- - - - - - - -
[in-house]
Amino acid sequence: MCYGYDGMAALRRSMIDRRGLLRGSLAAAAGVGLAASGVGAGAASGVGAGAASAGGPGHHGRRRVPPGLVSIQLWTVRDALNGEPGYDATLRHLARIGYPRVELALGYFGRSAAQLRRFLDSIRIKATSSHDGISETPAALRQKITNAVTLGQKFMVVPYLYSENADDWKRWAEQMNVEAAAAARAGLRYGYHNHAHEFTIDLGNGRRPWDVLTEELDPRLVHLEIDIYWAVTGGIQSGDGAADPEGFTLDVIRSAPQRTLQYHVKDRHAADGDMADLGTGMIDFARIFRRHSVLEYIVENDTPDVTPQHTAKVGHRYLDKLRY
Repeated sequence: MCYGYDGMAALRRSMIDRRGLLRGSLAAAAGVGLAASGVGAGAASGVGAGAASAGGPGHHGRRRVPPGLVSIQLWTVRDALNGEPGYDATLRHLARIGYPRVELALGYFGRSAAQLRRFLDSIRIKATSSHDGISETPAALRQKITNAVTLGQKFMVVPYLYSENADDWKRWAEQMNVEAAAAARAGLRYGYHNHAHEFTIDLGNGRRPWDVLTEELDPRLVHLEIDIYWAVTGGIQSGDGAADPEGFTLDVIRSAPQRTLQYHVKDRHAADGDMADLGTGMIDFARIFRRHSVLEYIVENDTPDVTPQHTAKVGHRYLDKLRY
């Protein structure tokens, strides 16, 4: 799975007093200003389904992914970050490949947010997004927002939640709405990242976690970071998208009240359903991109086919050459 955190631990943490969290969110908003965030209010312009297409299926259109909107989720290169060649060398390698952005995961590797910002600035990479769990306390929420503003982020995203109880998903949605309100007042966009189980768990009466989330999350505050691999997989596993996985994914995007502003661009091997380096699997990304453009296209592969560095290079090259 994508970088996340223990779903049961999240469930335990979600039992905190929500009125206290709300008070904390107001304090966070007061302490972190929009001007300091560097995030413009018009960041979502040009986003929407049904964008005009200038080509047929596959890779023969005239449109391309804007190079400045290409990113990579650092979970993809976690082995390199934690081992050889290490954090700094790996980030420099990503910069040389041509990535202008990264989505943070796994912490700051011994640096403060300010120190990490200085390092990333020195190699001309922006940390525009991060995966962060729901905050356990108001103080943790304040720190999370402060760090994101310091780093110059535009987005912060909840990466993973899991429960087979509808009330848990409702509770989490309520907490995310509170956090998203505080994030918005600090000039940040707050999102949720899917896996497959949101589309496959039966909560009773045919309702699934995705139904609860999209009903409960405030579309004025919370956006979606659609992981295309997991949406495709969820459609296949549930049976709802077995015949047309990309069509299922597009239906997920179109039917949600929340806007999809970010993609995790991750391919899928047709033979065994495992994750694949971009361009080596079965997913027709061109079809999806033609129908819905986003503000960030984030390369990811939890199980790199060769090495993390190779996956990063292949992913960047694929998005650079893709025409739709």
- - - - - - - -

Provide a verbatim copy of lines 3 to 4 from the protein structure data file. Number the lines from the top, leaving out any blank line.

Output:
Repeated sequence: MCYGYDGMAALRRSMIDRRGLLRGSLAAAAGVGLAASGVGAGAASGVGAGAASAGGPGHHGRRRVPPGLVSIQLWTVRDALNGEPGYDATLRHLARIGYPRVELALGYFGRSAAQLRRFLDSIRIKATSSHDGISETPAALRQKITNAVTLGQKFMVVPYLYSENADDWKRWAEQMNVEAAAAARAGLRYGYHNHAHEFTIDLGNGRRPWDVLTEELDPRLVHLEIDIYWAVTGGIQSGDGAADPEGFTLDVIRSAPQRTLQYHVKDRHAADGDMADLGTGMIDFARIFRRHSVLEYIVENDTPDVTPQHTAKVGHRYLDKLRY
């Protein structure tokens, strides 16, 4: 799975007093200003389904992914970050490949947010997004927002939640709405990242976690970071998208009240359903991109086919050459 955190631990943490969290969110908003965030209010312009297409299926259109909107989720290169060649060398390698952005995961590797910002600035990479769990306390929420503003982020995203109880998903949605309100007042966009189980768990009466989330999350505050691999997989596993996985994914995007502003661009091997380096699997990304453009296209592969560095290079090259 994508970088996340223990779903049961999240469930335990979600039992905190929500009125206290709300008070904390107001304090966070007061302490972190929009001007300091560097995030413009018009960041979502040009986003929407049904964008005009200038080509047929596959890779023969005239449109391309804007190079400045290409990113990579650092979970993809976690082995390199934690081992050889290490954090700094790996980030420099990503910069040389041509990535202008990264989505943070796994912490700051011994640096403060300010120190990490200085390092990333020195190699001309922006940390525009991060995966962060729901905050356990108001103080943790304040720190999370402060760090994101310091780093110059535009987005912060909840990466993973899991429960087979509808009330848990409702509770989490309520907490995310509170956090998203505080994030918005600090000039940040707050999102949720899917896996497959949101589309496959039966909560009773045919309702699934995705139904609860999209009903409960405030579309004025919370956006979606659609992981295309997991949406495709969820459609296949549930049976709802077995015949047309990309069509299922597009239906997920179109039917949600929340806007999809970010993609995790991750391919899928047709033979065994495992994750694949971009361009080596079965997913027709061109079809999806033609129908819905986003503000960030984030390369990811939890199980790199060769090495993390190779996956990063292949992913960047694929998005650079893709025409739709």